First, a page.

Rockwell Automation MicroLogix 1400 SNMP Credentials Vulnerability
ICSA： ICS Advisory (ICSA-16-224-01)
Cisco Talos, Cisco Systems, Inc.'s security intelligence and research group reported to Rockwell Automation that an undocumented and privileged Simple Network Management Protocol (SNMP) community string exists in MicroLogix 1400 programmable logic controllers (PLC). Rockwell Automation has released mitigation strategies to protect against this threat.
This vulnerability could be exploited remotely.
Rockwell Automation reports that the vulnerability affects all versions of the following products:
- 1766-L32AWA ,
- 1766-L32AWAA, and
This vulnerability may allow an attacker to make unauthorized changes to the product’s configuration, including firmware updates.
Impact to individual organizations depends on many factors that are unique to each organization. NCCIC/ICS-CERT recommends that organizations evaluate the impact of this vulnerability based on their operational environment, architecture, and product implementation.
Rockwell Automation, which is a US-based company, provides industrial automation control and information products worldwide across a wide range of industries.
The affected products, MicroLogix, are PLCs. According to Rockwell Automation, these products are deployed across several sectors, including Chemical, Critical Manufacturing, Food and Agriculture, Water and Wastewater Systems, and others. Rockwell Automation estimates that these products are used in Germany, Czech Republic, France, Poland, Denmark, Hungary, Italy, and other countries in Europe, as well as in the United States, Korea, China, Japan, and in Latin American countries.
EXECUTION WITH UNNECESSARY PRIVILEGESa
SNMP is a standard protocol employed by many types of internet protocol based products and allows centralized and remote device management capabilities. One of the many standard SNMP capabilities enables users to manage the product’s firmware, including the capability of applying firmware updates to the product. The MicroLogix 1400 utilizes this standard SNMP capability as its official mechanism for applying firmware updates to the product.
This vulnerability could be exploited remotely.
EXISTENCE OF EXPLOIT
No known public exploits specifically target this vulnerability.
An attacker with a low skill would be able to exploit this vulnerability.
Due to the nature of this product’s firmware update process, this capability cannot be removed from the product. Instead, mitigations are offered to reduce risk of this capability being used by a malicious actor.
Rockwell Automation recommends that users using affected versions of the MicroLogix 1400 evaluate and deploy the risk mitigation strategies listed below. When possible, multiple strategies should be employed simultaneously.
- Utilize the product’s “RUN” keyswitch setting to prevent unauthorized and undesired firmware update operations and other disruptive configuration changes.
- Utilize proper network infrastructure controls, such as firewalls, to help ensure that SNMP requests from unauthorized sources are blocked. See KB496391d for more information on blocking access to SNMP services.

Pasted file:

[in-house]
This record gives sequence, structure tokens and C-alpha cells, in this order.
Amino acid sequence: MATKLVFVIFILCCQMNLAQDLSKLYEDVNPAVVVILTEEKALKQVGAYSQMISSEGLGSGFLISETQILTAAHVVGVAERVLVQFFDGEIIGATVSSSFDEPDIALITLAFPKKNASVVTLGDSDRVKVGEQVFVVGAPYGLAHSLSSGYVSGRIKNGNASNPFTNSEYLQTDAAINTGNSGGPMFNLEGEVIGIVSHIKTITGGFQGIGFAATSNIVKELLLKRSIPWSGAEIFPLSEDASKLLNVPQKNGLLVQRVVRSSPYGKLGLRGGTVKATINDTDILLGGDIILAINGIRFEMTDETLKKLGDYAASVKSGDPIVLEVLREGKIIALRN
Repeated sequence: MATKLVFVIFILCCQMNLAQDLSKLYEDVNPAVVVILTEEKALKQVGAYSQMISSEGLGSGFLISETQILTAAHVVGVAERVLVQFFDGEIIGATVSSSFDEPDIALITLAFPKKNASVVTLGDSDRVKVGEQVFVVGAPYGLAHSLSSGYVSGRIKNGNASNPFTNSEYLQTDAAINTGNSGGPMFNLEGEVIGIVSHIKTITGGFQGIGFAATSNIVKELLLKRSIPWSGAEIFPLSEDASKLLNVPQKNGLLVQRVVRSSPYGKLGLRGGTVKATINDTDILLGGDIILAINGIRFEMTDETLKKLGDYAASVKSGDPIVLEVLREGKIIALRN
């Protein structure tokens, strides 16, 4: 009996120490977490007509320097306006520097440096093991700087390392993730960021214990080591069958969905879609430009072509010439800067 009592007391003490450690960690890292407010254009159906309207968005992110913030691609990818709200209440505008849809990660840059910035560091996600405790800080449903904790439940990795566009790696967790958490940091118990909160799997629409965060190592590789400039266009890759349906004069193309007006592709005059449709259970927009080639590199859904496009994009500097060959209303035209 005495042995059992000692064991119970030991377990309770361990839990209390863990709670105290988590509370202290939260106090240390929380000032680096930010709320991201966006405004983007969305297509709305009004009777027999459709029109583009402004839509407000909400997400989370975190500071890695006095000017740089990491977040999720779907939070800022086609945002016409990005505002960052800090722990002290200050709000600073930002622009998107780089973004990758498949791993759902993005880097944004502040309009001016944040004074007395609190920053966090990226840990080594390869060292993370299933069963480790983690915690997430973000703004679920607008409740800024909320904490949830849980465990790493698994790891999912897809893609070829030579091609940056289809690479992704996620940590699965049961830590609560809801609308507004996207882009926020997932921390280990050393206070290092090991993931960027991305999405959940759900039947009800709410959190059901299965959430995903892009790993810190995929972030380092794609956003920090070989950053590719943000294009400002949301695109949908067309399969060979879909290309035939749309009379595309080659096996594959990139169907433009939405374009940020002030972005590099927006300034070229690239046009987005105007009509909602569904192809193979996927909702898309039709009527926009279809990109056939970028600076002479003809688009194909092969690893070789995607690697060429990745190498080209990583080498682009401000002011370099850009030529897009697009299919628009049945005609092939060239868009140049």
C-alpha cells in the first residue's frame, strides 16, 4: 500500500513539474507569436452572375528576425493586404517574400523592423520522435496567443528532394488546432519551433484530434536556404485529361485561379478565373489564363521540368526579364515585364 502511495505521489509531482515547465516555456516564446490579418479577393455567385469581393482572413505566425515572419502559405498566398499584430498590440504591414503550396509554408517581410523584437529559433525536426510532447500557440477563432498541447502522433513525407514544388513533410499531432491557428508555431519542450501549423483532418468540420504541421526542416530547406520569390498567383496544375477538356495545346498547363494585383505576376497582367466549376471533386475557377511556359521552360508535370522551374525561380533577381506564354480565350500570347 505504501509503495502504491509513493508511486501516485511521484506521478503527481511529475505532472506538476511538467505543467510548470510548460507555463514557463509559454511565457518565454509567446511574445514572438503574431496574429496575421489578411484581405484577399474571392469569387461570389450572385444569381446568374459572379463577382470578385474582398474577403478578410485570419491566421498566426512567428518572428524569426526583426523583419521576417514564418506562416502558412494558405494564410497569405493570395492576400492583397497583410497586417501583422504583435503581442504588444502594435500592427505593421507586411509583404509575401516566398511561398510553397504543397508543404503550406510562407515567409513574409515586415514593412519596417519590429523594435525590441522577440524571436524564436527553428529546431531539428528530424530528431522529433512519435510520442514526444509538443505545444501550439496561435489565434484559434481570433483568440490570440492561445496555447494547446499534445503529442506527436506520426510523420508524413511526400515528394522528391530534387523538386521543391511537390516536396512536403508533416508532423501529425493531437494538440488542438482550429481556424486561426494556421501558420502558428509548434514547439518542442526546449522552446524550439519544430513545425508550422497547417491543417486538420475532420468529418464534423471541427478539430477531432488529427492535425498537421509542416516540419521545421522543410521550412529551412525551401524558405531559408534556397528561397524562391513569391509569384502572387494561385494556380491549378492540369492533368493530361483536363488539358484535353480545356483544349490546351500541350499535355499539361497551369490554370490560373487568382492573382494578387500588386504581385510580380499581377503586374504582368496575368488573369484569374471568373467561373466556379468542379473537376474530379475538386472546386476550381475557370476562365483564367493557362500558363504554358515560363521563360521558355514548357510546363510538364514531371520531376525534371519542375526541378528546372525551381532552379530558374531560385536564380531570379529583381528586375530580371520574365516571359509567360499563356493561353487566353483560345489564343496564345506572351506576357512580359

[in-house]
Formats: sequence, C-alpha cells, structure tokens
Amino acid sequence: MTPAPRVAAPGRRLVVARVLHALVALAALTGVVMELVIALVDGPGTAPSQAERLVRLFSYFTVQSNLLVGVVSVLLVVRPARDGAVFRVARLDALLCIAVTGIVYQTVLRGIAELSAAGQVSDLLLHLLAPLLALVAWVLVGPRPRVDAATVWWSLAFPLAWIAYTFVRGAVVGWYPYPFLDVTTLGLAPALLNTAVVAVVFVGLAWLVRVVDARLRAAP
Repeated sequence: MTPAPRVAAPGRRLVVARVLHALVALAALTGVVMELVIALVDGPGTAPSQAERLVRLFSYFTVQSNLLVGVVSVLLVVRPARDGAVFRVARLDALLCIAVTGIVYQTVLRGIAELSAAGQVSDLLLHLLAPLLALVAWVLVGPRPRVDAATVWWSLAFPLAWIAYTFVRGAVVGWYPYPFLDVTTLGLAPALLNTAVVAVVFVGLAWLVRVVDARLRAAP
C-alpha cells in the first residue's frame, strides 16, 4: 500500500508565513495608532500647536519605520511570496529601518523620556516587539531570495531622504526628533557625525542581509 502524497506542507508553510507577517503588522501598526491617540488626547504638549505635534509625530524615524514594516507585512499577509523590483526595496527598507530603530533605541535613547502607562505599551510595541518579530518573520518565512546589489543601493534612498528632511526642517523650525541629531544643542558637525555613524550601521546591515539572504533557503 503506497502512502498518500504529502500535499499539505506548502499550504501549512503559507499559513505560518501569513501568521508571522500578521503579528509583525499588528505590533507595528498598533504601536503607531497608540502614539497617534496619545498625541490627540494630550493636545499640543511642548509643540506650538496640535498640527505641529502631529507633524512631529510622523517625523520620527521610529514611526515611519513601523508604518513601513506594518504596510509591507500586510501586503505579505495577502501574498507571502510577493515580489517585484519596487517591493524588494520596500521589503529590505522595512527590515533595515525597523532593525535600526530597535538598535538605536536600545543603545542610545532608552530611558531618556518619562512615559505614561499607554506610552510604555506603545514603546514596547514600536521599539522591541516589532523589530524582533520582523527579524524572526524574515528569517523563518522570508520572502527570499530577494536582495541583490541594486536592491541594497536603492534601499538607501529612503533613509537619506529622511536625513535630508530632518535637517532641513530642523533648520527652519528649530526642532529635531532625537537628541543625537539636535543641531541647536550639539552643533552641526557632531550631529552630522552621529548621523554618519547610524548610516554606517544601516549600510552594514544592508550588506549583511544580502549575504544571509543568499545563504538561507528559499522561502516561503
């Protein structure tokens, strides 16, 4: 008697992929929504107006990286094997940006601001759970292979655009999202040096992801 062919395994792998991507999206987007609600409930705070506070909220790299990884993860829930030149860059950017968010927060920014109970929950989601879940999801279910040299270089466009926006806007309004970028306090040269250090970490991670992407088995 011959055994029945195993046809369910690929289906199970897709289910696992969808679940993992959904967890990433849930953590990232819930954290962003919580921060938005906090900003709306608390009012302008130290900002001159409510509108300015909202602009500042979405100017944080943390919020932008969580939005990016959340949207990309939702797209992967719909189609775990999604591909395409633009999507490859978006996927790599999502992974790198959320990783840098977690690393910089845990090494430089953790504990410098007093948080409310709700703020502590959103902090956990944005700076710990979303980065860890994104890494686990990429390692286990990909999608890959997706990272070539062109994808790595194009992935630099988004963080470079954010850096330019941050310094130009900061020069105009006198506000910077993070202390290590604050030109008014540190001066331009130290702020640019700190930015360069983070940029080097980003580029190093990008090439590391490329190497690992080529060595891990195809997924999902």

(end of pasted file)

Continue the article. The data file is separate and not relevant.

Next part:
- Disable the SNMP service on this product. The SNMP service is enabled by default. See Page 128 in the MicroLogix 1400 product manuale for detailed instructions on enabling and disabling SNMP.
- Note: It will be necessary to re-enable SNMP to update firmware on this product. After the upgrade is complete, disable the SNMP service once again.
- Note: Changing the SNMP community strings is not an effective mitigation.
- Minimize network exposure for all control system devices and/or systems and ensure that they are not accessible from the Internet.
- Locate control system networks and devices behind firewalls, and isolate them from the business network.
- When remote access is required, use secure methods, such as virtual private networks (VPNs), recognizing that VPNs may have vulnerabilities and should be updated to the most current version available. Also recognize that a VPN is only as secure as the connected devices.
ICS-CERT reminds organizations to perform proper impact analysis and risk assessment prior to deploying defensive measures.
ICS-CERT also provides a section for control systems security recommended practices on the ICS-CERT web page at: http://ics-cert.us-cert.gov/content/recommended-practices. Several recommended practices are available for reading and download, including Improving Industrial Control Systems Cybersecurity with Defense-in-Depth Strategies.
Additional mitigation guidance and recommended practices are publicly available in the ICS‑CERT Technical Information Paper, ICS-TIP-12-146-01B--Targeted Cyber Intrusion Detection and Mitigation Strategies, that is available for download from the ICS-CERT web site (http://ics-cert.us-cert.gov/).
Organizations observing any suspected malicious activity should follow their established internal procedures and report their findings to ICS-CERT for tracking and correlation against other incidents.
- a. CWE-250: Execution with Unnecessary Privileges, http://cwe.mitre.org/data/definitions/250.html, web site last accessed August 11, 2016.
- b. NVD, http://web.nvd.nist.gov/view/vuln/detail?vulnId=CVE-2016-5645, NIST uses this advisory to create the CVE web site report. This web site will be active sometime after publication of this advisory.
- c. CVSS Calculator, https://www.first.org/cvss/calculator/3.0#CVSS:3.0/AV:N/AC:L/PR:N/UI:N/S:U/C:L/I:L/A:L, web site last accessed August 11, 2016.
- d. KB496391, https://rockwellautomation.custhelp.com/app/answers/detail/a_id/496391, web site last accessed August 11, 2016.
- e. MicroLogix 1400 Product Manual, http://literature.rockwellautomation.com/idc/groups/literature/documents/um/1766-um001_-en-p.pdf, web site last accessed August 11, 2016.